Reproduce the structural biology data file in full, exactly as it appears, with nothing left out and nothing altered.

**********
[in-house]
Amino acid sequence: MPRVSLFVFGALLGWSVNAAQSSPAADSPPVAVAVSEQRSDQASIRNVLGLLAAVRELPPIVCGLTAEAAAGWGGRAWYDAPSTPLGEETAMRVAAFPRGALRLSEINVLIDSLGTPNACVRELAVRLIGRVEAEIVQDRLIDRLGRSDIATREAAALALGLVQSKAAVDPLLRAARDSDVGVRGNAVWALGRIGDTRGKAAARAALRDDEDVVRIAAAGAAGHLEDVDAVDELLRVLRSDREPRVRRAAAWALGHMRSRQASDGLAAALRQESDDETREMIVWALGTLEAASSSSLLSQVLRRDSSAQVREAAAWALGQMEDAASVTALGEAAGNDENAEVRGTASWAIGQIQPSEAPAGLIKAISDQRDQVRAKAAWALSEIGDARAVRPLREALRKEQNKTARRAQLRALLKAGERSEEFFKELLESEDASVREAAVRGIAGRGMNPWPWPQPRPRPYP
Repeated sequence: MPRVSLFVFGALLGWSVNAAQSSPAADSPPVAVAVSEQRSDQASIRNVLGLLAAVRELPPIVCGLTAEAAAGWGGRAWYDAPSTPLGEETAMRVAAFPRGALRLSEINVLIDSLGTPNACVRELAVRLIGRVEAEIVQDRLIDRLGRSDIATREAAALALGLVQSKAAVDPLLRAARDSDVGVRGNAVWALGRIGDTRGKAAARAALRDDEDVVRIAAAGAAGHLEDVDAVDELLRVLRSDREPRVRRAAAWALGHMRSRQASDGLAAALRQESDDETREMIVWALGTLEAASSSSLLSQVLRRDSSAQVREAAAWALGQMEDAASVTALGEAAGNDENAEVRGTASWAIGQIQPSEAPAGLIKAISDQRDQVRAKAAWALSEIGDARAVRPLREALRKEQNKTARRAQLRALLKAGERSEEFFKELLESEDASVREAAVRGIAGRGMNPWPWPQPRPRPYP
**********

[in-house]
Amino acid sequence: MPRVSLFVFGALLGWSVNAAQSSPAADSPPVAVAVSEQRSDQASIRNVLGLLAAVRELPPIVCGLTAEAAAGWGGRAWYDAPSTPLGEETAMRVAAFPRGALRLSEINVLIDSLGTPNACVRELAVRLIGRVEAEIVQDRLIDRLGRSDIATREAAALALGLVQSKAAVDPLLRAARDSDVGVRGNAVWALGRIGDTRGKAAARAALRDDEDVVRIAAAGAAGHLEDVDAVDELLRVLRSDREPRVRRAAAWALGHMRSRQASDGLAAALRQESDDETREMIVWALGTLEAASSSSLLSQVLRRDSSAQVREAAAWALGQMEDAASVTALGEAAGNDENAEVRGTASWAIGQIQPSEAPAGLIKAISDQRDQVRAKAAWALSEIGDARAVRPLREALRKEQNKTARRAQLRALLKAGERSEEFFKELLESEDASVREAAVRGIAGRGMNPWPWPQPRPRPYP
Repeated sequence: MPRVSLFVFGALLGWSVNAAQSSPAADSPPVAVAVSEQRSDQASIRNVLGLLAAVRELPPIVCGLTAEAAAGWGGRAWYDAPSTPLGEETAMRVAAFPRGALRLSEINVLIDSLGTPNACVRELAVRLIGRVEAEIVQDRLIDRLGRSDIATREAAALALGLVQSKAAVDPLLRAARDSDVGVRGNAVWALGRIGDTRGKAAARAALRDDEDVVRIAAAGAAGHLEDVDAVDELLRVLRSDREPRVRRAAAWALGHMRSRQASDGLAAALRQESDDETREMIVWALGTLEAASSSSLLSQVLRRDSSAQVREAAAWALGQMEDAASVTALGEAAGNDENAEVRGTASWAIGQIQPSEAPAGLIKAISDQRDQVRAKAAWALSEIGDARAVRPLREALRKEQNKTARRAQLRALLKAGERSEEFFKELLESEDASVREAAVRGIAGRGMNPWPWPQPRPRPYP